Set the scene:
It's March 15th. I run through the checklist once more:
- Purchased departure flight to Singapore for April 19? Check
- Create professional social media pages? Check
- Apartment prepared for renting out? Check
- Belongings sold/put into storage? Check
- Scan all important documents? Check
- Set up mail forwarding? Check
- Notice given to clinic? Check
- Travel insurance? Check
- Pay taxes and sign away first-born child to Canada Revenue Agency? Check
Whew - everything appears to be in place. Wait... my parents... I still haven't told them about my departure from dentistry to pursue modelling overseas. Shit.
It's not that I forgot to tell them. Oh no no no, this thought-mosquito has been pinching at the brain for months - I've just been conveniently pushing the conversation aside and keeping busy with other tasks. But here we are, one month from departure and my parents (and most friends) STILL don't know that I'm leaving Toronto to "go international".
The question must be asked:
"But Ian you silly goose! Why wouldn't you tell your parents of such an exciting adventure?"
Last time I checked, Chang was closer to Chinese than Czechoslovakian. To clarify, it's more than culture - I understood that their main concerns were for my safety and financial future. But through the filter of stereotypes and misunderstandings, I recalled our initial conversation as being... strained. Horrid memories flash of the substantially-large public fight I had at a Regina grocery store the very first time I mentioned going into modelling:
You will become homeless! You'll be pressured into drugs! Someone will drug you and do [insert unspeakable act]! You will become infected with [insert creative variety of diseases]! You're throwing your future away - what will people think?!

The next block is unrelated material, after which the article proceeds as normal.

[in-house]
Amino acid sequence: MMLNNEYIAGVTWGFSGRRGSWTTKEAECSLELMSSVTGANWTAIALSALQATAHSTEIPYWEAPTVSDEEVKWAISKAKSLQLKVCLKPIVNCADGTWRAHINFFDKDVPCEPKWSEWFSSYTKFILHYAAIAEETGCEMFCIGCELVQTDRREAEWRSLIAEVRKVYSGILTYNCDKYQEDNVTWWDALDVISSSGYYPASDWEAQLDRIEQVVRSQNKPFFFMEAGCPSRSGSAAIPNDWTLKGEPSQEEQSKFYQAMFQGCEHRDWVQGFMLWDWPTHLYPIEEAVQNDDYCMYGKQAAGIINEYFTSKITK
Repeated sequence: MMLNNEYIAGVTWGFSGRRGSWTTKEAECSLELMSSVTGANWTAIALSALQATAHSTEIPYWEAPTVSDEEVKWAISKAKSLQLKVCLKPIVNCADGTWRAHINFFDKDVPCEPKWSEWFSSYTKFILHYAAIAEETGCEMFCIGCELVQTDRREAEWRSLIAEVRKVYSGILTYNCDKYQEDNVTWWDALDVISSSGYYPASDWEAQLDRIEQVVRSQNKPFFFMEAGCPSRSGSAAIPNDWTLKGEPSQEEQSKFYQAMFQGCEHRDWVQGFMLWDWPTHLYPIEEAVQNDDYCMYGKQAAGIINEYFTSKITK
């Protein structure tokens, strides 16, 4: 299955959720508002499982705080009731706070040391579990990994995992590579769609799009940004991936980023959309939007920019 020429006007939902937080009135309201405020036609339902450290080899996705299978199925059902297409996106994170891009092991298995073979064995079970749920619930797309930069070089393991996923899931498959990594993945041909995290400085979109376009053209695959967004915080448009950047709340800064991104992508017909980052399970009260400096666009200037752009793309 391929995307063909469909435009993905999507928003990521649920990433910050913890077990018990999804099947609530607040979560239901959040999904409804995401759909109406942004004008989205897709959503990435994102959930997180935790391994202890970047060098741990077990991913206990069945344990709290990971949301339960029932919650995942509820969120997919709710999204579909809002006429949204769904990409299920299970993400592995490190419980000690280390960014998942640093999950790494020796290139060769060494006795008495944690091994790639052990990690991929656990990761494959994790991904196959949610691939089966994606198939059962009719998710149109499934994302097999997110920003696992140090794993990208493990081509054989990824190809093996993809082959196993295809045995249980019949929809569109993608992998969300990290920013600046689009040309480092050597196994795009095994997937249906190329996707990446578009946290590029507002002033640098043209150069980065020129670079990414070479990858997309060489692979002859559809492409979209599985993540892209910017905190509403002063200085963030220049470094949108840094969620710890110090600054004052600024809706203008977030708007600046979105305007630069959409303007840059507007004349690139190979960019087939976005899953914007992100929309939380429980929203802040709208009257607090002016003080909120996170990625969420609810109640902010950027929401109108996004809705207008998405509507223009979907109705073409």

Finished with the cherry on the cake...
I thought you were a good son.
Since the incident, I still went into the fashion industry (initially in secret), which was paramount in me becoming a dentist.
One month from flying out and they still don't know. Countless sleepless nights and fervent prayers pass.
Not many know, but I call my parents almost every day during the commute home from the clinic - finishing work at 8pm in Toronto translates to 6pm in Regina, just before their dinner. Their voices fill my SUV's cabin as we communicate over speakerphone. Near the end of March (3 weeks from Singapore) something peculiar occurs - they call me instead... my mother speaks first,
"Ian, you've been working long hours at the clinic, and we are really happy to see that... but all of your spare time is devoted to modelling. You're still young... have you considered focusing on modelling for a short time? Then go back to dentistry?"
What. The. Hell.
I look around the car... towards the empty back seats... am I being punked? Have my parents been abducted and I'm actually speaking to spies whose plan is to lure me out of dentistry and into their secret lair from which point my organs will be harvested and sold on the black market?*
Slowing down, I ease onto the shoulder of the road. Regain composure. And then inform them that as a matter of fact, I would like to take some time off from dentistry and will soon depart for Singapore.
Silence. Dead air.
Five seconds feels like five minutes. My father's voice now fills the car,
"You have a history of making good decisions. We have no reason to doubt this one."
Those words hit me like a train. An invisible, yet palpable, weight lifts from my chest. Still sitting at the side of the road, we talk for nearly an hour about the next chapter in my life. My parents remain cautious but fully supportive. Throughout our conversation I keep thinking, "how many grey hairs have I caused with such unnecessary self-inflicted misery?"**
The hidden life lesson: Test assumptions before condemning yourself to further hardship. By challenging basic assumptions, it's possible to stumble upon simple and unusual solutions to long-standing problems. Like a cancer, what we think we know only leads to a slow and painful deterioration.
And if your assumptions are true? Then you can stand by this knowledge and open the conversation to discussion. I learned that my parents were proud of my modelling and saw how its positive effects rippled throughout other aspects of my life. Similarly, my parents' assumption of me becoming a heroine-shooting-sexual-deviant never materialized (thank God) - which brought them closer towards understanding the industry.
The final piece is in place - I am ready for Singapore.
- *Joke is on the harvesters, as I have one of the least efficient GI systems known to man.
- **Answer: none. Still no grey hairs.